So how do teachers narrow this “information processing gap” as Mabrito and Medley (2008) put it? I think the answer can be found in their 2008 article, Why Professor Johnny Can’t Read: Understanding the Net Generation’s Texts. They talk about the need for teachers, the fore-mentioned digital immigrants, to spend time in the same learning spaces as their students so they can get a better understanding of what they are experiencing. They “need to experience these learning spaces as learners before we can understand how to use them as teachers”. (p. 5) I couldn’t agree more! By doing this we can hopefully find new ways to present our lessons that will in turn engage our students in a more meaningful way.
It is not merely a question of learning facts about the Net-Generation culture or how to operate the latest technology; faculty members need to focus more on attempting to experience the digital world in the same way that their students do. It is not enough for instructors to accept that learning may occur in these places; they must go there as well as scholars with information to share, as researchers attempting to gain insight, and, more importantly, as learners acquiring a new kind of understanding. (Mabrito & Medley, 2008, p. 5)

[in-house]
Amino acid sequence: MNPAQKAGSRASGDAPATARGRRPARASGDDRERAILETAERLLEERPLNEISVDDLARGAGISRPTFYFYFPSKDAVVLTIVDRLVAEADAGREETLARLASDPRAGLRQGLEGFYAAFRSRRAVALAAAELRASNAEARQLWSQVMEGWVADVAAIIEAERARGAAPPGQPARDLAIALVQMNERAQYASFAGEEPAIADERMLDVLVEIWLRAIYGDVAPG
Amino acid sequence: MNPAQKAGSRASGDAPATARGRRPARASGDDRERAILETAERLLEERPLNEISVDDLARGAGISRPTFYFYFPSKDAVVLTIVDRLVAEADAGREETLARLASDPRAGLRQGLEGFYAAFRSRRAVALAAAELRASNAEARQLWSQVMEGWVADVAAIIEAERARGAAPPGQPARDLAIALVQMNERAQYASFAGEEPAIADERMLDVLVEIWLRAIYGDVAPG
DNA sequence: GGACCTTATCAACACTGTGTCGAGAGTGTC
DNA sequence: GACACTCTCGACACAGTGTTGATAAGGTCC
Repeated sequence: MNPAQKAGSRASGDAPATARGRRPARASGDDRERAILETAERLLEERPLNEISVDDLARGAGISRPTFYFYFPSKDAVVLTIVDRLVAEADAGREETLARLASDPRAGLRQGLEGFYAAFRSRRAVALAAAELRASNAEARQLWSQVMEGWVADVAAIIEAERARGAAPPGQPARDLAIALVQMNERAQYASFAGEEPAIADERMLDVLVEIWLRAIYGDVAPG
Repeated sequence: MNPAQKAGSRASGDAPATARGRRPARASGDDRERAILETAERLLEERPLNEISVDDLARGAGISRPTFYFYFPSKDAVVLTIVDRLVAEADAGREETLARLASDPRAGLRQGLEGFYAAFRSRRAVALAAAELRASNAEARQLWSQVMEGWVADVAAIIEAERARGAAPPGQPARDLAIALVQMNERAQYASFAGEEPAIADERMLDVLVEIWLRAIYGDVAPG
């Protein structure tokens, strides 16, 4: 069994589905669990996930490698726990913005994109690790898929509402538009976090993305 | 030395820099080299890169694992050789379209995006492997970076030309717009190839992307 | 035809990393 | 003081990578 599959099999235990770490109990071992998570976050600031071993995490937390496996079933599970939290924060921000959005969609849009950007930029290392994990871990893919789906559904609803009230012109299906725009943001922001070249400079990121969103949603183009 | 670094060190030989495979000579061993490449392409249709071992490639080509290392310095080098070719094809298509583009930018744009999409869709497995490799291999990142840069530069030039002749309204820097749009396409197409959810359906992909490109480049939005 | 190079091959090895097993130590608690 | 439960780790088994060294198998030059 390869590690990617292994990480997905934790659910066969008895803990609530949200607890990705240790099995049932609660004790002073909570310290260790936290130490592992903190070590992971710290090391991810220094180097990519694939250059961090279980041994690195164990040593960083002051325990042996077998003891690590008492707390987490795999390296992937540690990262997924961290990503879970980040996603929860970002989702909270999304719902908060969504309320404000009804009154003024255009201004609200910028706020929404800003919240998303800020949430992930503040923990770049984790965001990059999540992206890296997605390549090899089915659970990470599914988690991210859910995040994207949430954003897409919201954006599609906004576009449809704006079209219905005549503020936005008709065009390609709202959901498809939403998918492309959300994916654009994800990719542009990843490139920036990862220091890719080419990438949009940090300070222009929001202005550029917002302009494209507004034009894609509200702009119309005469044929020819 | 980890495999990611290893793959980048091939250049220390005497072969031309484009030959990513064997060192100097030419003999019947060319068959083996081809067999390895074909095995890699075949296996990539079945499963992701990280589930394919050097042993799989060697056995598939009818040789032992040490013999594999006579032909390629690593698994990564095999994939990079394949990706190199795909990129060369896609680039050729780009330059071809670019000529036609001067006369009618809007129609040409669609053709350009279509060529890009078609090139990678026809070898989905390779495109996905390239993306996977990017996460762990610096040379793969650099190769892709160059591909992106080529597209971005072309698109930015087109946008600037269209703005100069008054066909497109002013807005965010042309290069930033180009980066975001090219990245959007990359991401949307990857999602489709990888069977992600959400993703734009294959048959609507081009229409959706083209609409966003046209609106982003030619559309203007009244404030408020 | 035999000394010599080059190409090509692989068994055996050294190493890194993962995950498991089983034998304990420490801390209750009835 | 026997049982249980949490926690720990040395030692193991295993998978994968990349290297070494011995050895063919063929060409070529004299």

I am an electives teacher in high school and therefore I don’t have the luxury of guaranteed conscription in my courses. In order for full enrollment of my classes I have to make sure that I am not only providing my students a positive learning experience but one that also engages them in such a way that they are motivated to enroll in my course rather than some other. I don’t pretend to have the answers or know the solutions but what I have committed myself to do is to try new things. By introducing new experiences and opportunities, ones that more resemble the digital world they are familiar with, I am able to earn the respect of the students I teach. Even when I am unsuccessful in my attempts I know they appreciate my effort and my willingness to connect with them. If students today are so different then what is the point in trying to educate them with methods that they cannot relate to? Teaching is hard enough… there is no need to compound the challenge by using language and methodologies that are foreign to today’s students.